I am one of the millions who have faced the heartbreak of pregnancy loss. This year, the battle over reproductive rights took on a whole new meaning for me.
On Dec. 13, 2021, I was diagnosed with breast cancer. I also found out I was pregnant.
A whirlwind of tests and doctor’s visits occupied the waning days of my 2021. In one day, my focus shifted from adding to our little family of three to surviving stage-2 breast cancer for my young son and husband.
Unfortunately, I miscarried the pregnancy; and needed a dilation and curettage procedure, better known as a D&C. The D&C procedure is used as a method of clearing tissue along the uterine wall after a miscarriage and other medical conditions, as well as a method of abortion.
The ability to quickly schedule the procedure meant that not only did I receive care that prevented near-sepsis, but I also was able to start chemotherapy two weeks later.
This is also a medical procedure threatened by policies restricting access to abortion services.
In May, a draft of what is likely the Supreme Court’s reversal of the 1973 Roe v. Wade and 1992 Planned Parenthood v. Casey decisions was leaked to the press — confirming in a moment the worst fears of abortion and reproductive-rights advocates. In June we heard the decision to overturn Roe.
This is about partisan politics for some. For others, it is about a fundamental question of economic subordination, bodily autonomy and white supremacy. Regardless of personal positions, the reality for millions of people who have ever been — or tried to get — pregnant, this is about the right to basic health care services.
Access to abortion should not be determined by the whims of elected officials. The idea that any American should feel lucky to control their own life flies in the face of the freedoms we are guaranteed. I’m glad I live in a state where the majority of my state representatives understand that.
In March, the Colorado General Assembly passed the Reproductive Health Equity Act, and Gov. Jared Polis signed it into law a few weeks later. The act codifies a person’s reproductive choices. Individuals will have the right to choose contraception, or to refuse contraception to choose to give birth, or to have an abortion.
Additionally, under the act, a fertilized egg, embryo, or fetus does not have independent rights. As much as I wanted my pregnancy, if the fetus had independent rights I may have been forced to carry to term and become septic in the process. It would have been my life in exchange for a life that could not survive.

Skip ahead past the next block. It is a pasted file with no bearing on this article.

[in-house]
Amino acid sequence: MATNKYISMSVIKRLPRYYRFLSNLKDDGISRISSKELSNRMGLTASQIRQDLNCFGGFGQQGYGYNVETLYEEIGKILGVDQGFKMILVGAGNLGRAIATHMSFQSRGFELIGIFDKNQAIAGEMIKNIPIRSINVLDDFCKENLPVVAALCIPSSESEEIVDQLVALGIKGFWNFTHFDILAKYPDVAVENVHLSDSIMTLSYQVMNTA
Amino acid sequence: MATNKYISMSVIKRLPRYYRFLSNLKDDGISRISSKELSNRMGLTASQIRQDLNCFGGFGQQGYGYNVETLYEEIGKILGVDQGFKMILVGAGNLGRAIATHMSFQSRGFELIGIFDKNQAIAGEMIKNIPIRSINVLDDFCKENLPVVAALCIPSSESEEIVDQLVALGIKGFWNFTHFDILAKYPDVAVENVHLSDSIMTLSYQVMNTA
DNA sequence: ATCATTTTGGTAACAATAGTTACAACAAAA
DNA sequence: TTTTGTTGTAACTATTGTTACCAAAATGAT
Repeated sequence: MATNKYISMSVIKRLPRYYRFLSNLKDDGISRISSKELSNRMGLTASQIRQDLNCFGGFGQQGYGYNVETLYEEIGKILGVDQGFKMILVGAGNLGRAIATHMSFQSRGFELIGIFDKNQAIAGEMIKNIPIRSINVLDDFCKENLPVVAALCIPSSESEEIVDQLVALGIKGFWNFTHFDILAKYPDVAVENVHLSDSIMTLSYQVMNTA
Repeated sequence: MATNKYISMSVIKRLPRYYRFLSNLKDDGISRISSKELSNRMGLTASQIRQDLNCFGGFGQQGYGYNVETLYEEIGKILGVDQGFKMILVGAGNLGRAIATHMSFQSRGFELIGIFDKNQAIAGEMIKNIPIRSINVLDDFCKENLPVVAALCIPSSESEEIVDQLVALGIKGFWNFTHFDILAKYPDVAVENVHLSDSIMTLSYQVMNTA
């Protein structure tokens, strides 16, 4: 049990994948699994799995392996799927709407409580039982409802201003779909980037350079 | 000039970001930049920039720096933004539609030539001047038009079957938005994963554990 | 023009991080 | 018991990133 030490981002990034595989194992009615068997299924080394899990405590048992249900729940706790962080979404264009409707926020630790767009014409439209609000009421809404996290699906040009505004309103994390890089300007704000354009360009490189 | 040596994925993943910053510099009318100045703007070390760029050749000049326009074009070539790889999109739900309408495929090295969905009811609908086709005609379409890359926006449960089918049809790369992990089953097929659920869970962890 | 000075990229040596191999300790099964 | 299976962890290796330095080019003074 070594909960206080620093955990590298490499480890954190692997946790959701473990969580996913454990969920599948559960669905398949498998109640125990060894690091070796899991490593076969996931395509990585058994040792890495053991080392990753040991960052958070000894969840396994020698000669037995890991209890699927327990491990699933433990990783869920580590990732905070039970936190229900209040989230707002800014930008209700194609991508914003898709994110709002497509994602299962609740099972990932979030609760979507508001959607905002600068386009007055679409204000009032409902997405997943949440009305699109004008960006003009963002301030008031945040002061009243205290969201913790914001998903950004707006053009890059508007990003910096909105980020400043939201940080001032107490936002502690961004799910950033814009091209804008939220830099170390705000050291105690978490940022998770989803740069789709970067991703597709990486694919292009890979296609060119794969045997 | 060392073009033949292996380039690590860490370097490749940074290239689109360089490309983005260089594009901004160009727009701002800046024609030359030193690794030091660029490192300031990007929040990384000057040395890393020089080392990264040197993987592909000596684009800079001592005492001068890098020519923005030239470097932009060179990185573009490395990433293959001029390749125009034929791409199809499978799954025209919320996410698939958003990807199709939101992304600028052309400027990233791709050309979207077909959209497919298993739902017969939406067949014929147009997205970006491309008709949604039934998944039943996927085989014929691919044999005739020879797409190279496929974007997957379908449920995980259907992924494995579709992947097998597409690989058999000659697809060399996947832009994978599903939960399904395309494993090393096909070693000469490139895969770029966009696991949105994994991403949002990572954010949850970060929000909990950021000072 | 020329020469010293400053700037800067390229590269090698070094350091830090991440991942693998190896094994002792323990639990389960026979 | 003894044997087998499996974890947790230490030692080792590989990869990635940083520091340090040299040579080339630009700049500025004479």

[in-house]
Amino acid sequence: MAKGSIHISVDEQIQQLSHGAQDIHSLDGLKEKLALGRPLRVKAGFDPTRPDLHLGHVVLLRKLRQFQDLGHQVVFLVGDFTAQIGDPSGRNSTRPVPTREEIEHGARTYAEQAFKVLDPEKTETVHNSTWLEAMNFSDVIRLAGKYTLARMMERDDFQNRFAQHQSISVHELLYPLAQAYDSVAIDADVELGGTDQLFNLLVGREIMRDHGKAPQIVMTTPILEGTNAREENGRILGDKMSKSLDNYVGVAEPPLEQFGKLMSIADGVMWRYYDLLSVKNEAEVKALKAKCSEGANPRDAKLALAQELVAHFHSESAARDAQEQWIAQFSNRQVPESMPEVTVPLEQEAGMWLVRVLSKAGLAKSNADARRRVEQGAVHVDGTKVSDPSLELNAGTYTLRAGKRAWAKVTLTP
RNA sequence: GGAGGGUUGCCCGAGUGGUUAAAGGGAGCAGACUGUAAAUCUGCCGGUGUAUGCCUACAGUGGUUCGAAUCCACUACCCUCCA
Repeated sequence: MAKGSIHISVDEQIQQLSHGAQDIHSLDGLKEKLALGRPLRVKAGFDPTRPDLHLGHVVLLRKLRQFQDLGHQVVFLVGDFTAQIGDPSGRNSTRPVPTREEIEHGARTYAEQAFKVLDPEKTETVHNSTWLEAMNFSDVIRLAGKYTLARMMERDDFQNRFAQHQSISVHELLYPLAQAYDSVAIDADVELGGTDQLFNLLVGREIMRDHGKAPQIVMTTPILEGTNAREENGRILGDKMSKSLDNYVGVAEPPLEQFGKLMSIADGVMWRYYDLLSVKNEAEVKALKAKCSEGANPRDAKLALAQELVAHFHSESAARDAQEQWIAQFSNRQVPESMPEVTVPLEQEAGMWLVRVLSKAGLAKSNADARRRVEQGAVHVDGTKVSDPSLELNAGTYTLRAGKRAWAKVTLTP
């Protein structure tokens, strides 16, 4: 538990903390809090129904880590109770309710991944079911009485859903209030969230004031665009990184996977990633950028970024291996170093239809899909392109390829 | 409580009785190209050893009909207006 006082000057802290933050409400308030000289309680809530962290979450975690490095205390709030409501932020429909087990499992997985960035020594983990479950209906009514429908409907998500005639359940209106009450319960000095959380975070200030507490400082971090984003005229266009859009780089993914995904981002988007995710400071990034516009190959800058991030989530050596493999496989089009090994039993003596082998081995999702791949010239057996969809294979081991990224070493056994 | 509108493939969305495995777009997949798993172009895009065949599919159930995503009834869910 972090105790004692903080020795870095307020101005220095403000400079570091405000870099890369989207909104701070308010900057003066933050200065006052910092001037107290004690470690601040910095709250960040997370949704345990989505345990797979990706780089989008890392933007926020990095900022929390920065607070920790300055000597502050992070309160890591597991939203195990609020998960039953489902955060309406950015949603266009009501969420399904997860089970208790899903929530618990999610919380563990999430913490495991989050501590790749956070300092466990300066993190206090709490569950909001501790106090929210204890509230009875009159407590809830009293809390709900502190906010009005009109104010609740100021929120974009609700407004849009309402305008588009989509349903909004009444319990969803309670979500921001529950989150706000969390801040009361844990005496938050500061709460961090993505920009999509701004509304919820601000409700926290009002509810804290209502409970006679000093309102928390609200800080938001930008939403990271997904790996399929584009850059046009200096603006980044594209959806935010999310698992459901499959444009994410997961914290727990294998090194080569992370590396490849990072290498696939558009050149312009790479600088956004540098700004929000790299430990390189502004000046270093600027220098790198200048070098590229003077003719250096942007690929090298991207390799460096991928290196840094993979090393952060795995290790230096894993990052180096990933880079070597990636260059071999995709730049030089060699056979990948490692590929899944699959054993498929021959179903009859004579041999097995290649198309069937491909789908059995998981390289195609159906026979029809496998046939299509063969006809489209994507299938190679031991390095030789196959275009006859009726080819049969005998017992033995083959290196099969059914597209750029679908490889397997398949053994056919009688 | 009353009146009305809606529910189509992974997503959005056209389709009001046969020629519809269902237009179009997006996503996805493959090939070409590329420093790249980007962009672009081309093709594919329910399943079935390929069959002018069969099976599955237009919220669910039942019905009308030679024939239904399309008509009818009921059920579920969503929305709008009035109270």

I have never been so hurt and frightened by the rhetoric of elected officials who clearly have no idea of the true impact access to abortion and reproductive health care has on women like me. During the legislative debates, State Sen. Barbara Kirkmeyer and Republican colleagues in both the House and Senate made commentary about the use of D&Cs — a procedure that is used in basic women’s health care.
I wondered if they’d ever dealt with the trauma of losing a pregnancy and needing that procedure? Did they know that a D&C is also used to address and cure serious uterine issues for women that are unrelated to pregnancy? Do they even care? More than 1 million American women every year lose a pregnancy, and the Supreme Court’s decision has very real implications, not only for abortion access but also simple procedures and medication that are part of basic OBGYN care.
I am still processing my own story and grief, as it is complex and layered, like the stories of so many women who need abortion and reproductive health care. But the scary part of this is that anti-abortion interest groups are gearing up for yet another “personhood” abortion ban constitutional amendment on the Colorado ballot.
Heidi Ganahl is working as hard as she can to push fervent anti-abortion, anti-reproductive health care agendas. Moreover, Republican U.S. Senate Candidate Joe O’Dea openly opposed the Reproductive Health Equity Act. Kirkmeyer, the Republican nominee for U.S. House in Colorado’s 8th District where I live, has also described herself as staunchly anti-abortion and anti-reproductive freedom.
Colorado voters have been clear that they do not want a ban on abortion, rejecting every single attempt to ban abortion since 2008. By elevating candidates like O’Dea and Ganahl – who are ambiguous on their abortion stance at best, and attempting to hide their anti-abortion stances at worst, Republicans show just how out of touch they are with Coloradans; and that their candidates are a danger to women’s freedoms.
Sara Loflin, of Erie, is executive director of Progress Now Colorado.